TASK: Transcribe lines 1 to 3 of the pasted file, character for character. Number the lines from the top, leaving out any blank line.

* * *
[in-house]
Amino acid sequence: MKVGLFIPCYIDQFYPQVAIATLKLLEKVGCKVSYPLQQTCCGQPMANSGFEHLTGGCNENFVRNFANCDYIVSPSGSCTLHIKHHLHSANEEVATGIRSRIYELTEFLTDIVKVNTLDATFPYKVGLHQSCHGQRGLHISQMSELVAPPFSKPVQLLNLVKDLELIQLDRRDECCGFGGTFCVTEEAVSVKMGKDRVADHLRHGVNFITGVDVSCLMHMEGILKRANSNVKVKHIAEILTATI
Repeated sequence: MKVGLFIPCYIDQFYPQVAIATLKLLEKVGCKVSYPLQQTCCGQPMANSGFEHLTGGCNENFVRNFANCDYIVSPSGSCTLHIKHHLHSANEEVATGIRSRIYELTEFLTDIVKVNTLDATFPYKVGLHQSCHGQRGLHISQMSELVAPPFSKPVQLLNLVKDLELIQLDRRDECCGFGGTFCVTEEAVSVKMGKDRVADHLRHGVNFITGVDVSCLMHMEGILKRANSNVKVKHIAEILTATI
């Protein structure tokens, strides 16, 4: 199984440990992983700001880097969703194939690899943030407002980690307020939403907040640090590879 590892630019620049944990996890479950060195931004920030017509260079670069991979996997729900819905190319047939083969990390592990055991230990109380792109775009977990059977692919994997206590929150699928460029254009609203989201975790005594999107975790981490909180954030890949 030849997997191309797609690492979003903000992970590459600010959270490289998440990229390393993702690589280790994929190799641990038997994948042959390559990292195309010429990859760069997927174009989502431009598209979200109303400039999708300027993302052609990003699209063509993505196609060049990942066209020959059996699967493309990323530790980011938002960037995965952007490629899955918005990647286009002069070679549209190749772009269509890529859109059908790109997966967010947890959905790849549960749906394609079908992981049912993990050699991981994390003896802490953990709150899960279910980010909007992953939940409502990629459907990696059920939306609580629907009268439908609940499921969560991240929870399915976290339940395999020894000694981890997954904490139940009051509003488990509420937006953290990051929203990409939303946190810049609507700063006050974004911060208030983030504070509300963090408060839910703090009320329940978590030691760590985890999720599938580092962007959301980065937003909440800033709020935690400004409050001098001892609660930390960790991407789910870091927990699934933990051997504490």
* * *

[in-house]
Amino acid sequence: MKVGLFIPCYIDQFYPQVAIATLKLLEKVGCKVSYPLQQTCCGQPMANSGFEHLTGGCNENFVRNFANCDYIVSPSGSCTLHIKHHLHSANEEVATGIRSRIYELTEFLTDIVKVNTLDATFPYKVGLHQSCHGQRGLHISQMSELVAPPFSKPVQLLNLVKDLELIQLDRRDECCGFGGTFCVTEEAVSVKMGKDRVADHLRHGVNFITGVDVSCLMHMEGILKRANSNVKVKHIAEILTATI
Repeated sequence: MKVGLFIPCYIDQFYPQVAIATLKLLEKVGCKVSYPLQQTCCGQPMANSGFEHLTGGCNENFVRNFANCDYIVSPSGSCTLHIKHHLHSANEEVATGIRSRIYELTEFLTDIVKVNTLDATFPYKVGLHQSCHGQRGLHISQMSELVAPPFSKPVQLLNLVKDLELIQLDRRDECCGFGGTFCVTEEAVSVKMGKDRVADHLRHGVNFITGVDVSCLMHMEGILKRANSNVKVKHIAEILTATI